BACKGROUND OF INVENTION

[0003] 1. Field of Invention

[0004] The present invention relates generally to the field of resource loaders. More specifically, the present invention is related to resource or class loading.

[0005] 2. Discussion of Prior Art

[0006] Java Virtual Machine®, or JVM, is an abstract computing machine (or virtual machine) that provides for a platform-independent execution environment that converts Java bytecodes into machine language for execution. Most programming languages compile source code directly into machine code that is designed to run on a specific microprocessor architecture or operating system, such as Windows® or UNIX®. A JVM enables Java bytecode to be executed as actions or operating system calls on any processor regardless of the operating system.

[0007] Every application vendor needs to ensure that their applications work correctly in all user deployments. Most JVM implementations require the ability to load JVM class files, and it is the JVM class loader's role to load referenced JVM classes which have not already been linked to the runtime system. In Java, class loading is one of the areas where this can be problematic, as the Java runtime has ways of giving the user control over the class loading. A user can modify the CLASSPATH variable, or install libraries in a specific directory, where they are automatically loaded from by the Java runtime. This allows the user to (sometimes unknowingly) configure the class loading in such a way that it will cause the application to work incorrectly. It is a challenge for the application vendor to guarantee the working of their product when this can be influenced by the way the user has configured the Java runtime environment.

[0008] On the other hand, application container or application server vendors face another problem. Their goal is to allow customers to install applications in their container with as little restrictions as possible. The application container may be compliant to a certain open standard, and the vendor does not wish to violate this standard in any way. This can be a challenge for the class loading functionality, as the application container may internally use/expose classes or resources not defined in the standard. There is a possibility that these classes conflict with the user-installed application. This, under normal Java class loading rules, could cause the installed application to work incorrectly.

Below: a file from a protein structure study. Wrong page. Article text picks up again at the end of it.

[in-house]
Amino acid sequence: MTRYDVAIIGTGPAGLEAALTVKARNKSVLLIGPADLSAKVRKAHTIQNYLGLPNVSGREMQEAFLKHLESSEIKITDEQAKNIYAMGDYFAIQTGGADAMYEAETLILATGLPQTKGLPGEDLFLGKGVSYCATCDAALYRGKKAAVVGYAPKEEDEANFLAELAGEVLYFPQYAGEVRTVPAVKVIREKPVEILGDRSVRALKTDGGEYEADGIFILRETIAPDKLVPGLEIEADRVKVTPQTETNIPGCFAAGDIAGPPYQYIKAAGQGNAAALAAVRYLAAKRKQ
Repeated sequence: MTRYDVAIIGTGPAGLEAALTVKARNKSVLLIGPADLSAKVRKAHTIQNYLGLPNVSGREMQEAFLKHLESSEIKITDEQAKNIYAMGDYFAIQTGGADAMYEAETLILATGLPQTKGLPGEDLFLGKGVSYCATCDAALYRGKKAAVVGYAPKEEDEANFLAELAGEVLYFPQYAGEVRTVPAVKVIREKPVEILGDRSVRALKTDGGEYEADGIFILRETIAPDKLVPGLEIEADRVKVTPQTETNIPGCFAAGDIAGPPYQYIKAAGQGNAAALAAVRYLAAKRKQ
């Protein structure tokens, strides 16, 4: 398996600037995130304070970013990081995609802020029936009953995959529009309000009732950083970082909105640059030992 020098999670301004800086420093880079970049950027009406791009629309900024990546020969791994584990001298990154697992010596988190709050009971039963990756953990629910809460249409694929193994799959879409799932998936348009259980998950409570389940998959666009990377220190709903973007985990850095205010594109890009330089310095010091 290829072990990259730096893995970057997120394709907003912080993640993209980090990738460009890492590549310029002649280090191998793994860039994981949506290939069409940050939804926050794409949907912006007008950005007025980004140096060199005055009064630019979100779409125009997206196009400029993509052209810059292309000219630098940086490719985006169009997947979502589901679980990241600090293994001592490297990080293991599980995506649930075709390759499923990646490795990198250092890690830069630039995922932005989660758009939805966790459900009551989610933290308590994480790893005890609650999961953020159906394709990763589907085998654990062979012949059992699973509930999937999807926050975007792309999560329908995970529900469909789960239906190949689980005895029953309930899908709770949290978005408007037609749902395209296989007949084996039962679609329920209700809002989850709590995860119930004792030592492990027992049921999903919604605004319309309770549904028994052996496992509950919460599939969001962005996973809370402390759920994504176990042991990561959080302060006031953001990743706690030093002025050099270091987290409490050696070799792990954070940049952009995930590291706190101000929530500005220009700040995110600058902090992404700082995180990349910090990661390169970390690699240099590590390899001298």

[0009] The JVM class loader supports a hierarchy of class loaders, with the system class loader at the root. The JVM class loading mechanism works as follows:

[0010] When a class needs to be loaded (when there is a “class fault”, to use an analogy from virtual memory systems), the system starts at a node in the hierarchy, that node being the class loader for the current class.

[0011] That class loader automatically passes the request (to load a class) upwards towards the root (the system class loader), and this is done in turn by each of the class loaders between the leaf and the root.

[0012] When the request arrives at the root, it determines if the missing class is one that it knows how to load and, if so, it loads an incarnation (implementation) of that class. In fact, the root loads the class if it is configured to do so (in the case of, for example, Java, the system class loader uses its system class path and the extensions directory to find classes that it is allowed to load).

[0013] If the root cannot load the class, it then indicates this to the class loader that directly passed the request to it by raising a class fault (throwing an exception or returning null are examples of how class faults can be implemented).

[0014] That class loader then tries to load the class. If it cannot load the class, then it also indicates this to the class loader that passed the call directly to it. This continues down the hierarchy until either the class gets loaded or an indication of failure (to load the class) reaches the originating class loader. It tries to load the class; and if it fails, then it returns an indication of an error back to the application.